SECOND TOPIC: Assessment of Reference Services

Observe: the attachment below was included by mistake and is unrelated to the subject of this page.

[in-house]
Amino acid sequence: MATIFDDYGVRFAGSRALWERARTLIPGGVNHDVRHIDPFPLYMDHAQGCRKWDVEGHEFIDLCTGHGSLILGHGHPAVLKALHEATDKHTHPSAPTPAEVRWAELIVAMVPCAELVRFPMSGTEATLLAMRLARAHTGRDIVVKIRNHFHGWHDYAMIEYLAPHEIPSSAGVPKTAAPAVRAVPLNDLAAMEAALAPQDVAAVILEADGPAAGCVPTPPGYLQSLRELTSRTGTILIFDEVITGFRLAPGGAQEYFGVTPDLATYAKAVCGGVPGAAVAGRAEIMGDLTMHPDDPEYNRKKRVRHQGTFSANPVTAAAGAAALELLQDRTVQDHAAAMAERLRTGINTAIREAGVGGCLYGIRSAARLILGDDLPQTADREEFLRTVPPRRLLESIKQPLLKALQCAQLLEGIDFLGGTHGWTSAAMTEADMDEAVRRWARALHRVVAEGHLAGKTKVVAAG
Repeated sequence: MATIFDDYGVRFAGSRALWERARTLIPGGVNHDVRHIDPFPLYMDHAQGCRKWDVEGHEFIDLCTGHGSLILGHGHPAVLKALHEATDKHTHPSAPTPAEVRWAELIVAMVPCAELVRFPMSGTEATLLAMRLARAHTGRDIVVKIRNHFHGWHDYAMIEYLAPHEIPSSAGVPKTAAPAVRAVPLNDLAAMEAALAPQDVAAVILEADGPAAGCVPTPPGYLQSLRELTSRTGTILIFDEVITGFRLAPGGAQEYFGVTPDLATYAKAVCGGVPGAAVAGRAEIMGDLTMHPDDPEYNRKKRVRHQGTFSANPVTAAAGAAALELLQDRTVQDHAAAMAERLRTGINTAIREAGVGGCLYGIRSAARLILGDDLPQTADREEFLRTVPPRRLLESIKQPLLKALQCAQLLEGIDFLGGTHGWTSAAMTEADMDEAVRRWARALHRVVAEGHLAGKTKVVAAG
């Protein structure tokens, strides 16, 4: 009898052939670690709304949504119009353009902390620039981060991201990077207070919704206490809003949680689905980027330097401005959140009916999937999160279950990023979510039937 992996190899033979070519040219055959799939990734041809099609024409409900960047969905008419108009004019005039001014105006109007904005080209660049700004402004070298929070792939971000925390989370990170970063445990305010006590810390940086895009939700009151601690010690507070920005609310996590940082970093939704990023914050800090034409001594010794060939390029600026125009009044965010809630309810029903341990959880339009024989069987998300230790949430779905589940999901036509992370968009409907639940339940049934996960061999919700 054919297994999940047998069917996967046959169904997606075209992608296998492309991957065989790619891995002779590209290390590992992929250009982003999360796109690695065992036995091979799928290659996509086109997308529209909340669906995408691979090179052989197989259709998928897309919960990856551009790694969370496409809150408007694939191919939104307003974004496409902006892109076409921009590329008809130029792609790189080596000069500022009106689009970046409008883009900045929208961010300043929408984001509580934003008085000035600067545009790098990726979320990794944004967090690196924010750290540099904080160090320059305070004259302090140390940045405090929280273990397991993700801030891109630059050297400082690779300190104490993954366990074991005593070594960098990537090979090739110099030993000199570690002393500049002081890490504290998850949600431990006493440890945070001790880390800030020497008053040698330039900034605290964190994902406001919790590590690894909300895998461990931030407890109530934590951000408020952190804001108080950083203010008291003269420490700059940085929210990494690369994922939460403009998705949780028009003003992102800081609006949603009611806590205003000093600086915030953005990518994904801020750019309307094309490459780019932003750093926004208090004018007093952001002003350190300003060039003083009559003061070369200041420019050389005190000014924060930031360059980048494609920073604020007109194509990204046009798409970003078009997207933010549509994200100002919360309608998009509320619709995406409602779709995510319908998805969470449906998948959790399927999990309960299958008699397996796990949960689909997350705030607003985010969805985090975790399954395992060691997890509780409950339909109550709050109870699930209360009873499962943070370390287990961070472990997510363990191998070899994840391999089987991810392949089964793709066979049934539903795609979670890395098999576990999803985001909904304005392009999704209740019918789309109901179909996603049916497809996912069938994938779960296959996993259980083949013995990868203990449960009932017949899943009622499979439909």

Smith College introduced the topic with questions about how reference services are assessed and if departments continue to keep statistics. The University of Michigan has switched from a sheet on the wall to keeping monthly individual statistics. They now just keep track of two categories of questions. The University of Maine prefers not to keep statistics at all but management requires daily statistics. Librarians also keep individual tallies and the time spent on answering questions away from the desk. Texas Woman's University handles statistics in a multitude of ways. Two years ago they went through all stats and did away with all statistics the administration did not need. They make no distinctions as to the place whether statistics are gathered and they use a sampling technique. They keep reference, bibliographic instruction, electronic reference, interlibrary loan, and the faculty research center. George Washington University finds statistics useful to define staffing levels, including variable staffing levels over the years, and to cut hours. They are helpful for trends as services change. At DePaul University different changes is the key as the student body changes. The University of the Pacific recently completed accreditation. A library team coordinated the process for the entire university. They were Page 3 surprised that the accreditation team did not want numbers. They wanted to know about how student learning was assessed. The University of San Francisco doesn't use ARL definitions. They look at user stations to show how busy the room is. The National Library of Canada collect what the senior management levels need. They decided that they were collecting everything for no reason. They collect simple and research reference questions. They have an electronic phone key system for self-service. The problem now is that digital and electronic work enables users to help themselves. The more complex questions are not reflected and they need to develop ways of gathering new statistics. They are interested in evaluating and assessing the workload. The website has a marketing survey for both onsite and offsite users. Gallaudet University commented that keeping statistics might help when the higher ups want to make changes. Notre Dame University documents the shift in the type of questions, particularly more complicated questions. How do we do this without impacting service? The University of the Pacific doesn't have previous data for comparison. At the University of San Francisco technology has sped up the process. They show students how to complete the campus survey. The University of Chicago collects by using a two week sampling. They are planning a brief web survey. DePaul University also asked about collecting data unless you have something to use to compare improvements or a decline. Student surveys at the University of San Francisco and the University of Oklahoma are generic. Utah State University keeps statistics. They have adopted the Tyckoson Guidelines and they would like to base assessment on the guidelines. George Washington University reported on a poster session on a web-based reference interview survey. It was easy to do and just took a few minutes. The National Library of Canada has been tracking e-mail. It is for users to help themselves with the web-based catalog. They use MS-Access to keep stats in one database. DePaul University wanted to know if anyone is tracking by department and charging costs back. The University of Chicago was asking for affiliation at the desk but found this was hard to do. The National Library of Canada tries to get affiliation at the desk and through a registering process. Gallaudet University wanted to know if anyone who collects data changed their service as a result. For accreditation the University of the Pacific used focus groups and recommended this over a survey. The students who participated were paid a token amount. The focus groups wanted more group study rooms; ten new ones have been added. Focus groups also have been used at the University of Oklahoma. Notre Dame University used focus groups for catalog migration and building renovation. The insights are helpful but have to be analyzed. The National Library of Canada used statistics to determine what hours to cut due to government cutbacks in the mid-1990's. Minimal complaints have resulted. Comment cards were reported as a good way to get information. Getty Library used focus groups and described several purposes for which the groups were used. The Library Center of Point Park College & Carnegie Library of Pittsburgh used focus groups, statistics and surveys to plan their joint operation. Some of the same techniques are used for assessment. Statistics were extremely helpful and enabled them to use data to put services together in a more meaningful way. At this institution they are interested in outcomes. The University of the Pacific still keeps statistics. Notre Dame University thought that web statistics don't help on individual pages but do help to know where people are accessing the system.